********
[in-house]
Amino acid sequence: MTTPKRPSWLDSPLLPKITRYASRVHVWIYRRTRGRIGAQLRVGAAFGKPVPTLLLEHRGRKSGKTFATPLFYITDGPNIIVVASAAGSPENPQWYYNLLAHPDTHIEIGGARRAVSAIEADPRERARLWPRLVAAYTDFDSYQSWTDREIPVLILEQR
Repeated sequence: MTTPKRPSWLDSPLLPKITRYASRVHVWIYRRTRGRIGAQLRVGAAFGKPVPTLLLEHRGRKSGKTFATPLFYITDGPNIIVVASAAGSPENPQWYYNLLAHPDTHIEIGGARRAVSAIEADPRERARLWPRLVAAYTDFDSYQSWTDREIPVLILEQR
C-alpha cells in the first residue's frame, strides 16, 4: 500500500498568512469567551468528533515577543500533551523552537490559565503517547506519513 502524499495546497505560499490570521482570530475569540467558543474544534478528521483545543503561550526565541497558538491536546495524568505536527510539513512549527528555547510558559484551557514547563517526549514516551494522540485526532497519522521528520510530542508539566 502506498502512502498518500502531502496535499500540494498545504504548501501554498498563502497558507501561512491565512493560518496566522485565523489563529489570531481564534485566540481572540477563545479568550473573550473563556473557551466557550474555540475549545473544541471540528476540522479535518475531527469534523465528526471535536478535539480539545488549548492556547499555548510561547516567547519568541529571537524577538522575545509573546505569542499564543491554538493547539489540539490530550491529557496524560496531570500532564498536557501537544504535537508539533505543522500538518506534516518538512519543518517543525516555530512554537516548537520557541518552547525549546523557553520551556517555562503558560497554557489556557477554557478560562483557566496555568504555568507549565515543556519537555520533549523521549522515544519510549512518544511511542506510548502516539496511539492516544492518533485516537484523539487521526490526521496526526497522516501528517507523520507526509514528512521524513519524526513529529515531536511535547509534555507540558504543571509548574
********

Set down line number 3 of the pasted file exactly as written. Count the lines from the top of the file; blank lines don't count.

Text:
Repeated sequence: MTTPKRPSWLDSPLLPKITRYASRVHVWIYRRTRGRIGAQLRVGAAFGKPVPTLLLEHRGRKSGKTFATPLFYITDGPNIIVVASAAGSPENPQWYYNLLAHPDTHIEIGGARRAVSAIEADPRERARLWPRLVAAYTDFDSYQSWTDREIPVLILEQR